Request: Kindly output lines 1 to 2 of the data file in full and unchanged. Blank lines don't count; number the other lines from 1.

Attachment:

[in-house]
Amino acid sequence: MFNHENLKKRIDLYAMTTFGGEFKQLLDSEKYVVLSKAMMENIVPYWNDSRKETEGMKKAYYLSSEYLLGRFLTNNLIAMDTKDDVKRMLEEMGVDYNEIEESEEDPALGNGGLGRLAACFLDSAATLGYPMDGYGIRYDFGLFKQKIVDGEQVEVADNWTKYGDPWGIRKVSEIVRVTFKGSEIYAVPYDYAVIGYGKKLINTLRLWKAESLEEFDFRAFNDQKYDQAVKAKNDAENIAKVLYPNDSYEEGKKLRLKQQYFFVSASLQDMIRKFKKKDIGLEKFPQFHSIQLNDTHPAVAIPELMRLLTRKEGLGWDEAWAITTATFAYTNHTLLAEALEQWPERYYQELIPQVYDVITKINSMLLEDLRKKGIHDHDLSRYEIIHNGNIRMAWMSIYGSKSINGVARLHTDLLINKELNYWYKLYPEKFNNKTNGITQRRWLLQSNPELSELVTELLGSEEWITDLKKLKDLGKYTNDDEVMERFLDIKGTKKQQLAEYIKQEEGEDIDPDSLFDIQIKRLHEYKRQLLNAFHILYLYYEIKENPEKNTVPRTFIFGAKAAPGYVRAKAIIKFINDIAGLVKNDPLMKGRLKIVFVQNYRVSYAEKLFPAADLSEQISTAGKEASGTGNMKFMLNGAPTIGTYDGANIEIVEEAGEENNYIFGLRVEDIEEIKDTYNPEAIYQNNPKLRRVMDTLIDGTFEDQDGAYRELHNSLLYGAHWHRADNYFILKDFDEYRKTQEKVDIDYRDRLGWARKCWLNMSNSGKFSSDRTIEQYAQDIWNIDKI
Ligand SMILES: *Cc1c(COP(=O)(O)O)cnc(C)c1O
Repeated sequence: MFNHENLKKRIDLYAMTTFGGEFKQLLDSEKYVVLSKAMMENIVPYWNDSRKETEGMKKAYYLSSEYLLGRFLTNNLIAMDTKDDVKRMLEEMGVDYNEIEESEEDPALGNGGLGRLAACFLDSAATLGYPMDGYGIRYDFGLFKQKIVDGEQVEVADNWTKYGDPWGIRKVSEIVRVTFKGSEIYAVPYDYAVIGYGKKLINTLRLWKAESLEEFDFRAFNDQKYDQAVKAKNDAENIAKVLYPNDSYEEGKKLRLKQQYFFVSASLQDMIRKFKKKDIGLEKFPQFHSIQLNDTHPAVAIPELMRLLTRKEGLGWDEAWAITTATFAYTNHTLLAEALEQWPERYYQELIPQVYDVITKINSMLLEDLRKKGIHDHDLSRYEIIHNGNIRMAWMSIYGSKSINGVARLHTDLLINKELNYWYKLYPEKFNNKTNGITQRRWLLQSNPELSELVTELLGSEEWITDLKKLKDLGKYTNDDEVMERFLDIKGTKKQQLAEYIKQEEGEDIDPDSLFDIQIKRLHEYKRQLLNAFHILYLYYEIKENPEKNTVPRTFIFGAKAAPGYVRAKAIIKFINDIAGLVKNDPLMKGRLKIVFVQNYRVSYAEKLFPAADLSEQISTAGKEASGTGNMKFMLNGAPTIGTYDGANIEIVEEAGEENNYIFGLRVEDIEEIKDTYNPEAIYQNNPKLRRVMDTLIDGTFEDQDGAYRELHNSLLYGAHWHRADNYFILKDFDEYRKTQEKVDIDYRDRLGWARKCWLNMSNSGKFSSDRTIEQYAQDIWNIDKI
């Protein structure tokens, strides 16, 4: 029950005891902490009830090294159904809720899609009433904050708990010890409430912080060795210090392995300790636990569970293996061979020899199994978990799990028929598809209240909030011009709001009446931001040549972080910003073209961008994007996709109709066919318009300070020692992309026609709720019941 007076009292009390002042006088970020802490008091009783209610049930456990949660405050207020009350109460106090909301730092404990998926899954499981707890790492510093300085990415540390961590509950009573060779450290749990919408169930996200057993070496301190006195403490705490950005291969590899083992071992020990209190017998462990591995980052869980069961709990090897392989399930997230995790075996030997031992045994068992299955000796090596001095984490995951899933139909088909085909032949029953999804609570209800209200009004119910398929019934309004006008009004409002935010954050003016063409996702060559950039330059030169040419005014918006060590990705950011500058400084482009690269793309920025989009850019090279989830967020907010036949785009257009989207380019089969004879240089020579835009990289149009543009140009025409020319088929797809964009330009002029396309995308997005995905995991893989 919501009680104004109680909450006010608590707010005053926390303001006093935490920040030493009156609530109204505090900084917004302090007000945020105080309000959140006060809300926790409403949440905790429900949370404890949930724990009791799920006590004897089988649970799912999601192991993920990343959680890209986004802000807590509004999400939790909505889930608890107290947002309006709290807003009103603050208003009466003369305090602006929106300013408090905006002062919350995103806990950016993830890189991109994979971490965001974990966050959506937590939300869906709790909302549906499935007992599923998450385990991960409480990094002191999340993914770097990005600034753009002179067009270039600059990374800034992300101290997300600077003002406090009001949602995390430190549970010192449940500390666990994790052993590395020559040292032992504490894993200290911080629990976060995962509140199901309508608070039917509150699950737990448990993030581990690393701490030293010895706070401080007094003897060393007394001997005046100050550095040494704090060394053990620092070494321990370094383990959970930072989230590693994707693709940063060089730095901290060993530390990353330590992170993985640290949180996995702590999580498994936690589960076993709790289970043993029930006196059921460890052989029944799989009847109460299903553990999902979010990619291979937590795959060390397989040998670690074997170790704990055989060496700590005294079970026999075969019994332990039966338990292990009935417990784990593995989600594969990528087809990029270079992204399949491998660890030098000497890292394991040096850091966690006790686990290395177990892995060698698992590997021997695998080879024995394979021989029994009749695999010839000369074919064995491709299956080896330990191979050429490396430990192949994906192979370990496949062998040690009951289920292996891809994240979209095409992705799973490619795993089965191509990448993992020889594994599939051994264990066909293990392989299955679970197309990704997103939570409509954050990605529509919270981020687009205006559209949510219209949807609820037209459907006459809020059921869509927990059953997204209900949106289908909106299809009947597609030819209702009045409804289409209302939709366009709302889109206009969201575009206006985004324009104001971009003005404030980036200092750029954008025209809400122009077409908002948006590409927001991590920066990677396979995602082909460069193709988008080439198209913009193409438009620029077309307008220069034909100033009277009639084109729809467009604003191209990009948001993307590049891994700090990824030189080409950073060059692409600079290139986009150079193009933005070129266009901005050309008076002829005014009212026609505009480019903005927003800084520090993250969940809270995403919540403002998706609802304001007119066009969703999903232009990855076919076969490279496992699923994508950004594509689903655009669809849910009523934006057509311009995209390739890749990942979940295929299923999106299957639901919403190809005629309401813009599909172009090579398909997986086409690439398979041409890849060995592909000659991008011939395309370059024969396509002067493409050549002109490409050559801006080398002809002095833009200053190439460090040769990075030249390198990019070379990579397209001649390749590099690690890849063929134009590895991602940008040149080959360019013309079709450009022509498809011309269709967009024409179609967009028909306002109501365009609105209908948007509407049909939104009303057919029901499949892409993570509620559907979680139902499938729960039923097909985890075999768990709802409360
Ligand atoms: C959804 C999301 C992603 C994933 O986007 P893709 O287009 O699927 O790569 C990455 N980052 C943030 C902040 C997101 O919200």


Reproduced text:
[in-house]
Amino acid sequence: MFNHENLKKRIDLYAMTTFGGEFKQLLDSEKYVVLSKAMMENIVPYWNDSRKETEGMKKAYYLSSEYLLGRFLTNNLIAMDTKDDVKRMLEEMGVDYNEIEESEEDPALGNGGLGRLAACFLDSAATLGYPMDGYGIRYDFGLFKQKIVDGEQVEVADNWTKYGDPWGIRKVSEIVRVTFKGSEIYAVPYDYAVIGYGKKLINTLRLWKAESLEEFDFRAFNDQKYDQAVKAKNDAENIAKVLYPNDSYEEGKKLRLKQQYFFVSASLQDMIRKFKKKDIGLEKFPQFHSIQLNDTHPAVAIPELMRLLTRKEGLGWDEAWAITTATFAYTNHTLLAEALEQWPERYYQELIPQVYDVITKINSMLLEDLRKKGIHDHDLSRYEIIHNGNIRMAWMSIYGSKSINGVARLHTDLLINKELNYWYKLYPEKFNNKTNGITQRRWLLQSNPELSELVTELLGSEEWITDLKKLKDLGKYTNDDEVMERFLDIKGTKKQQLAEYIKQEEGEDIDPDSLFDIQIKRLHEYKRQLLNAFHILYLYYEIKENPEKNTVPRTFIFGAKAAPGYVRAKAIIKFINDIAGLVKNDPLMKGRLKIVFVQNYRVSYAEKLFPAADLSEQISTAGKEASGTGNMKFMLNGAPTIGTYDGANIEIVEEAGEENNYIFGLRVEDIEEIKDTYNPEAIYQNNPKLRRVMDTLIDGTFEDQDGAYRELHNSLLYGAHWHRADNYFILKDFDEYRKTQEKVDIDYRDRLGWARKCWLNMSNSGKFSSDRTIEQYAQDIWNIDKI